TB progressing with Montreal Sister City plan

September 26th, 2021

ST. PETERSBURG -- While expressing club officials’ desire to be “very considerate” about keeping their focus on the field, Rays president Matt Silverman revealed the team will soon be “more visible and more vocal” regarding its Sister City plan to split future seasons between the Tampa Bay area and Montreal.

During an interview on the This Week in Rays Baseball pregame radio show, Silverman said the Rays will unveil a sign representing the plan at Tropicana Field during the playoffs.

“For the postseason, we're going to add a sign in the right-field foul territory with a very simple Tampa Bay Montreal graphic. Especially with the eyes of baseball on us this October, we want that visible symbol of our plan and our excitement for it,” Silverman said during his radio interview. “It'll mark the effort subtly and keep the focus on winning and winning games in October and getting to that final game, maybe, and finally winning it for the first time in franchise history.”

The Rays first unveiled the Sister City concept in June 2019, when Major League Baseball’s executive council granted the club permission to explore the possibility of playing a schedule with home games split between the Tampa Bay area and Montreal. At the time, Commissioner Rob Manfred said the plan would aim to “preserve baseball in Tampa, but improve the economics of the club overall by playing some of their games in Montreal.”

“We believe in our Sister City plan. Major League Baseball believes in it fully. It's the best and possibly only chance for baseball to be here for generations,” Silverman said on This Week in Rays Baseball. “That's been our sole focus. It's never been about other markets and relocation overtures. It's always been about how we can make it work here. … We desperately want the Rays to succeed, for our area to continue to flourish and for baseball to be a big part of that success. Now, as I mentioned earlier, there's been an encouraging shift among our fans and community and a real openness about the plan.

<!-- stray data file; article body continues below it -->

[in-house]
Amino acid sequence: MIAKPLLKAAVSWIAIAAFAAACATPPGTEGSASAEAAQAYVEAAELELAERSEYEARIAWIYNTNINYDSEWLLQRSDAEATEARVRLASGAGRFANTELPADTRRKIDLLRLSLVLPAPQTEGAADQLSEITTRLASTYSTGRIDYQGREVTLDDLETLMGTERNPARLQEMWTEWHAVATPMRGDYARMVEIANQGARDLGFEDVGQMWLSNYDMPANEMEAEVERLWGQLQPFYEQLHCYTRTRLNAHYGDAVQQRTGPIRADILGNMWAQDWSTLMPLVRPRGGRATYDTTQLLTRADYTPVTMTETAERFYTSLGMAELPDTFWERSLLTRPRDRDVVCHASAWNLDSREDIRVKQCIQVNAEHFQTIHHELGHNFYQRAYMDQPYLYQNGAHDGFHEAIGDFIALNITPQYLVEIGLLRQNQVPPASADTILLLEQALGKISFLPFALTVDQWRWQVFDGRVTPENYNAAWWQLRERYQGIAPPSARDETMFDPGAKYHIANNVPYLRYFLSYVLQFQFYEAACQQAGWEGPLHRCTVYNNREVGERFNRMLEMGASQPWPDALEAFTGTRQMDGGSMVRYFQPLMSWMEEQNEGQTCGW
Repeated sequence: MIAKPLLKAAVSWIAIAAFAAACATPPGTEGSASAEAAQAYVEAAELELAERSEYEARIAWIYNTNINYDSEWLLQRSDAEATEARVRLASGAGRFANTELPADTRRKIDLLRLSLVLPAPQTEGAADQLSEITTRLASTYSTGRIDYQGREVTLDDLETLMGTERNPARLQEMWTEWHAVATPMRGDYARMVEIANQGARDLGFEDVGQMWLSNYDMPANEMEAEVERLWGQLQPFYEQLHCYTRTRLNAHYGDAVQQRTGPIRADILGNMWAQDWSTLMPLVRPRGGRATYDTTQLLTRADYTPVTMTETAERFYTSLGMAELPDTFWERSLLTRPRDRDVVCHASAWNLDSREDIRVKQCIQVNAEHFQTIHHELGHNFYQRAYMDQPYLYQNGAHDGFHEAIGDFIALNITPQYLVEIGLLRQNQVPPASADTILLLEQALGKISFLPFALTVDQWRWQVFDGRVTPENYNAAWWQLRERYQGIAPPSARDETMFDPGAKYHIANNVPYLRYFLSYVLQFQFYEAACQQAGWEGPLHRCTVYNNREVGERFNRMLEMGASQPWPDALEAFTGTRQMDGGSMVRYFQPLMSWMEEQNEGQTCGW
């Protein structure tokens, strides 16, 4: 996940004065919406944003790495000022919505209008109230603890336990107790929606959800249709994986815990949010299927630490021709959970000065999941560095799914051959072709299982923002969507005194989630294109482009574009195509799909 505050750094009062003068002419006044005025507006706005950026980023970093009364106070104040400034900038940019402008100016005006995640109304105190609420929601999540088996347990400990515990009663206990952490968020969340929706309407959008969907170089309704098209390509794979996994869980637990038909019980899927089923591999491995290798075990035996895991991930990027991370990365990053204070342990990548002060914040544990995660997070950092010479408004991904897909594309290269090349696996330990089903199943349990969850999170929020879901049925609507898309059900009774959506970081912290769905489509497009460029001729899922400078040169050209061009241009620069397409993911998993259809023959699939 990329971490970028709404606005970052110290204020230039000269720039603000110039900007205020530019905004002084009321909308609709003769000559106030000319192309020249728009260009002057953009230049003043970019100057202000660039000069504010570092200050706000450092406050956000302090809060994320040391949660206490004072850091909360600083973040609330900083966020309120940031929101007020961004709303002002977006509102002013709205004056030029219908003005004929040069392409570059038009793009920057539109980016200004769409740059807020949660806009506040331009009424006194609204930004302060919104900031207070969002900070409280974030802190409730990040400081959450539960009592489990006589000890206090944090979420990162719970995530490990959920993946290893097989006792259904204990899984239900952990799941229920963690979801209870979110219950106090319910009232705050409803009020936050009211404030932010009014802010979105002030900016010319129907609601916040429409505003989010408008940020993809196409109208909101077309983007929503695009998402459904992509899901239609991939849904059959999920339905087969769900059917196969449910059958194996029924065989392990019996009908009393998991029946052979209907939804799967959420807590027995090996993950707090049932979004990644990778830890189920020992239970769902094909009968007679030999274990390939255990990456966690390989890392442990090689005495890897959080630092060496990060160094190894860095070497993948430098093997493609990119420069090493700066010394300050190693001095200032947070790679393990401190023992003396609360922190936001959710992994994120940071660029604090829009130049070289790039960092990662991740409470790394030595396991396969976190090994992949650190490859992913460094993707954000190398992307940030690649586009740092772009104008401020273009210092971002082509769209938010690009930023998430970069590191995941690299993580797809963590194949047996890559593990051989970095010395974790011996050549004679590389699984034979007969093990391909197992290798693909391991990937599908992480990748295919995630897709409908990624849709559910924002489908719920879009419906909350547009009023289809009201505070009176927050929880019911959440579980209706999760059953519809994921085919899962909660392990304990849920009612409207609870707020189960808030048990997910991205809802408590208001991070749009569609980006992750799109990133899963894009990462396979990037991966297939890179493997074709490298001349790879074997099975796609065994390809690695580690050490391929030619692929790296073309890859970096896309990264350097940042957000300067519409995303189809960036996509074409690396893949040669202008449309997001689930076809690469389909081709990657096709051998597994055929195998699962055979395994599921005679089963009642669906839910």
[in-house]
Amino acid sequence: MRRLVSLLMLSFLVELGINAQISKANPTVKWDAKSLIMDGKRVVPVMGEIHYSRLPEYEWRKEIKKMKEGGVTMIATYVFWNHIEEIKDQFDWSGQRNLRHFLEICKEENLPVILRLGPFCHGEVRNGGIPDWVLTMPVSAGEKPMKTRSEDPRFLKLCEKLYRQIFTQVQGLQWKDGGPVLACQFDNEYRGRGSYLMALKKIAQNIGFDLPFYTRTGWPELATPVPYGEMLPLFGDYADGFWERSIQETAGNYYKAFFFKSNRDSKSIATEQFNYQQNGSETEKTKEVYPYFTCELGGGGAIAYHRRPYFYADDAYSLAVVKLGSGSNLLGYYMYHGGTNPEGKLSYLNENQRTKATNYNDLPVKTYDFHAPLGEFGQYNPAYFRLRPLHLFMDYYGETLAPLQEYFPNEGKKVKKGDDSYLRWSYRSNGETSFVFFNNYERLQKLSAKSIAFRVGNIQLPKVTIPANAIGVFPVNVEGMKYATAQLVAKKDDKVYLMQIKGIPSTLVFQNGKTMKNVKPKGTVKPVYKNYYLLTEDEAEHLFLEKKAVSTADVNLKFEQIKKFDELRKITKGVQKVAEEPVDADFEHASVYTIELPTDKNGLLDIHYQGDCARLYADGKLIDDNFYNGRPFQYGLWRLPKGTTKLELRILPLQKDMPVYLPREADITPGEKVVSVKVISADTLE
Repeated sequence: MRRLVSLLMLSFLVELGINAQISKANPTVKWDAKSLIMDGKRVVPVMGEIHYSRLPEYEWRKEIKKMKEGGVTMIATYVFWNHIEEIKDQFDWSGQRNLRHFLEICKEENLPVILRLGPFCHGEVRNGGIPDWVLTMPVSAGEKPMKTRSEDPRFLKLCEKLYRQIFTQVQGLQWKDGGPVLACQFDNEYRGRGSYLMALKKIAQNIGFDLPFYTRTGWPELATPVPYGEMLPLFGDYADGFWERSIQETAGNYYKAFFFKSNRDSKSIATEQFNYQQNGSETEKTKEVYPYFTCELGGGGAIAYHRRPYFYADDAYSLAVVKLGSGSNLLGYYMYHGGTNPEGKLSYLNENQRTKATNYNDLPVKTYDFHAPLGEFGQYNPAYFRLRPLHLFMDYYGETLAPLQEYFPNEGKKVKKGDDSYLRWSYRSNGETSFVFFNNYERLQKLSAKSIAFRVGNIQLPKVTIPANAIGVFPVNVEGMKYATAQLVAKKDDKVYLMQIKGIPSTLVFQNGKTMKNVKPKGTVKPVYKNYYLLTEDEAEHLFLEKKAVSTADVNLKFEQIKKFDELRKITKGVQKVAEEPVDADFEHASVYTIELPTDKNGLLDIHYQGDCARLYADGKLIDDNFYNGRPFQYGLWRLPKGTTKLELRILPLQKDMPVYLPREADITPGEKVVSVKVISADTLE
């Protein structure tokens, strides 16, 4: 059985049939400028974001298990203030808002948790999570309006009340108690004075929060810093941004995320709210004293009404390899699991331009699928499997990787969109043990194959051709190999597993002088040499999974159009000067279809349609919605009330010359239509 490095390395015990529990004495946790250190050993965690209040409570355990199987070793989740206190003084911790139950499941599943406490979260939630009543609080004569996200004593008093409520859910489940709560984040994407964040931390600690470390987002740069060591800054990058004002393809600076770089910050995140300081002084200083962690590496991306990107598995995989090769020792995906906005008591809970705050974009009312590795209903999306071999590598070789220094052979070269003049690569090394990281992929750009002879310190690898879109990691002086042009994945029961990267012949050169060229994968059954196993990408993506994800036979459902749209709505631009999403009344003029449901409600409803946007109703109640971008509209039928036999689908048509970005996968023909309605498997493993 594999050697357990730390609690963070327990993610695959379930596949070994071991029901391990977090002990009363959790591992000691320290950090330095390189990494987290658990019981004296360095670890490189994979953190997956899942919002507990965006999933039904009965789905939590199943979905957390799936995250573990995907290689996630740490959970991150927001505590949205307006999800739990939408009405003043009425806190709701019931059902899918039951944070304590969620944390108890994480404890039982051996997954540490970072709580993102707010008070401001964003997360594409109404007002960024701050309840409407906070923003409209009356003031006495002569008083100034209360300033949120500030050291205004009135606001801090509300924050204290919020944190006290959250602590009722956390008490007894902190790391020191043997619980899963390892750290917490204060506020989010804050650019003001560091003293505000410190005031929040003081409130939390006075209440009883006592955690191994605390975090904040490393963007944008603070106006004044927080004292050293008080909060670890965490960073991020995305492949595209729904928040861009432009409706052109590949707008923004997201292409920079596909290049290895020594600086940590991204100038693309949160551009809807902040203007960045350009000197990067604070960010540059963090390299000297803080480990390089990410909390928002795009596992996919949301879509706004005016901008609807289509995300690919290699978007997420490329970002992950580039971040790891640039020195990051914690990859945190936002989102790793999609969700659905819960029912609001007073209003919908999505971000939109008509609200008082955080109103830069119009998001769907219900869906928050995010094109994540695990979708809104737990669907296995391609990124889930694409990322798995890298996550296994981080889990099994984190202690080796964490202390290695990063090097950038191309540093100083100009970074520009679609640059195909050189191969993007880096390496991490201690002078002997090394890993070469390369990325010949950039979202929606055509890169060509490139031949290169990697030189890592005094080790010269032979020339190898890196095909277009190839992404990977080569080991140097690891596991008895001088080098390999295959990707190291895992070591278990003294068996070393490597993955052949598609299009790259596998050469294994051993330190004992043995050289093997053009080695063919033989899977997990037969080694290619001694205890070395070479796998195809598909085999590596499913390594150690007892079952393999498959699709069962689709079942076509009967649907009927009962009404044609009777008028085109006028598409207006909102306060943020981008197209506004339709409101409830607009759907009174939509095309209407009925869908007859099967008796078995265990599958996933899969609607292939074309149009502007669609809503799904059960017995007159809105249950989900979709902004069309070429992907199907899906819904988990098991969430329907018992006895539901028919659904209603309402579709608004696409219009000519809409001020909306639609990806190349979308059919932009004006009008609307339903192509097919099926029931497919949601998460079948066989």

“I'm more optimistic today than I've ever been that we're going to make this happen and we're going to secure the Rays' future here in Tampa Bay for decades to come.”

The idea is based around having new, open-air ballparks in both markets, with the team playing about half its home games in Tampa Bay early in the season then moving to Montreal to finish the year. The plan was initially met with some skepticism regarding how it would work logistically, how fans in each market would react, and how local government officials would support such an idea. But Silverman said he was “very encouraged by the conversations we’re having and the progress that we’re making.”

“We are working away and making progress both here and in Montreal,” Silverman said. “As this wonderful season has unfolded on the field, we wanted to be very considerate about making the focus about that and not our ballpark efforts. We want the center of attention to be firmly on the team, and so the focus will be there and what October can bring. But I expect that once the page turns to the offseason, we're going to be more visible and more vocal about our plans, because we're entering crunch time. Our lease here at The Trop expires after the 2027 season, so the time to solve this issue is now.”

During the interview, Silverman also confirmed that the American League East champion Rays are planning to roll up the tarps and reopen the upper deck at Tropicana Field during the postseason. Silverman estimated that the ballpark’s capacity will likely jump into the low 30,000s to begin the AL Division Series before potentially increasing further if the club continues to advance.

“I'm excited for the environment that we're going to create here at The Trop,” Silverman said. “When this place is rocking, when The Trop is full, it's one of the best places in all of baseball to watch a game.”